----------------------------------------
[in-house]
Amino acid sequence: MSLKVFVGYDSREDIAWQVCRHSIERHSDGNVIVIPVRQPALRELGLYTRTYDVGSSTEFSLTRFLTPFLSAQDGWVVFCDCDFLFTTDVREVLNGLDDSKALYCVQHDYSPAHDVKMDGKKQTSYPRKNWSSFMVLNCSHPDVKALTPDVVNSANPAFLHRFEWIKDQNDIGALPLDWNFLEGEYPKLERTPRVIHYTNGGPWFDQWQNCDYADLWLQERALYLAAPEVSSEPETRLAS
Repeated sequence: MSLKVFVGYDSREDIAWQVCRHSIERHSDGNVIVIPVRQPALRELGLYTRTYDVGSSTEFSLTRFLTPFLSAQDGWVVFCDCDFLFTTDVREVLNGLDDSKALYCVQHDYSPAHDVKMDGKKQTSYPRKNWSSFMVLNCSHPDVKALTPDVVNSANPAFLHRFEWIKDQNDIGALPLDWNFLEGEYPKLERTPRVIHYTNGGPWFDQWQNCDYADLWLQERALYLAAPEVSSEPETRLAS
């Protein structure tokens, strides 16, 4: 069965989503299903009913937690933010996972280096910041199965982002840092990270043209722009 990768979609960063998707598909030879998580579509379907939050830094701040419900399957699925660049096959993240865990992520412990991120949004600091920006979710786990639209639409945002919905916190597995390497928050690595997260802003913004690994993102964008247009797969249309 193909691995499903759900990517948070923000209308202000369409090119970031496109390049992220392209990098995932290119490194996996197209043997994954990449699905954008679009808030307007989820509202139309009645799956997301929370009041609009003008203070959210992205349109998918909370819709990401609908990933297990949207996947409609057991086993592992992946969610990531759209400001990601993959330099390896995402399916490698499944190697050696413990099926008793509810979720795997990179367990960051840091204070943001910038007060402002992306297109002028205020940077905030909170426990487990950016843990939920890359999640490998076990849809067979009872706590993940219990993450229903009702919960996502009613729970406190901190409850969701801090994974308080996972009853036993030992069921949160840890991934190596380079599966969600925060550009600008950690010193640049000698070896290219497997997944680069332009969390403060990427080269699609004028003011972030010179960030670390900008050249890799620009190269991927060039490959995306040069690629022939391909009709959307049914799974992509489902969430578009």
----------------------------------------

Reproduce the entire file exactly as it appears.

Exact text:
[in-house]
Amino acid sequence: MSLKVFVGYDSREDIAWQVCRHSIERHSDGNVIVIPVRQPALRELGLYTRTYDVGSSTEFSLTRFLTPFLSAQDGWVVFCDCDFLFTTDVREVLNGLDDSKALYCVQHDYSPAHDVKMDGKKQTSYPRKNWSSFMVLNCSHPDVKALTPDVVNSANPAFLHRFEWIKDQNDIGALPLDWNFLEGEYPKLERTPRVIHYTNGGPWFDQWQNCDYADLWLQERALYLAAPEVSSEPETRLAS
Repeated sequence: MSLKVFVGYDSREDIAWQVCRHSIERHSDGNVIVIPVRQPALRELGLYTRTYDVGSSTEFSLTRFLTPFLSAQDGWVVFCDCDFLFTTDVREVLNGLDDSKALYCVQHDYSPAHDVKMDGKKQTSYPRKNWSSFMVLNCSHPDVKALTPDVVNSANPAFLHRFEWIKDQNDIGALPLDWNFLEGEYPKLERTPRVIHYTNGGPWFDQWQNCDYADLWLQERALYLAAPEVSSEPETRLAS
């Protein structure tokens, strides 16, 4: 069965989503299903009913937690933010996972280096910041199965982002840092990270043209722009 990768979609960063998707598909030879998580579509379907939050830094701040419900399957699925660049096959993240865990992520412990991120949004600091920006979710786990639209639409945002919905916190597995390497928050690595997260802003913004690994993102964008247009797969249309 193909691995499903759900990517948070923000209308202000369409090119970031496109390049992220392209990098995932290119490194996996197209043997994954990449699905954008679009808030307007989820509202139309009645799956997301929370009041609009003008203070959210992205349109998918909370819709990401609908990933297990949207996947409609057991086993592992992946969610990531759209400001990601993959330099390896995402399916490698499944190697050696413990099926008793509810979720795997990179367990960051840091204070943001910038007060402002992306297109002028205020940077905030909170426990487990950016843990939920890359999640490998076990849809067979009872706590993940219990993450229903009702919960996502009613729970406190901190409850969701801090994974308080996972009853036993030992069921949160840890991934190596380079599966969600925060550009600008950690010193640049000698070896290219497997997944680069332009969390403060990427080269699609004028003011972030010179960030670390900008050249890799620009190269991927060039490959995306040069690629022939391909009709959307049914799974992509489902969430578009």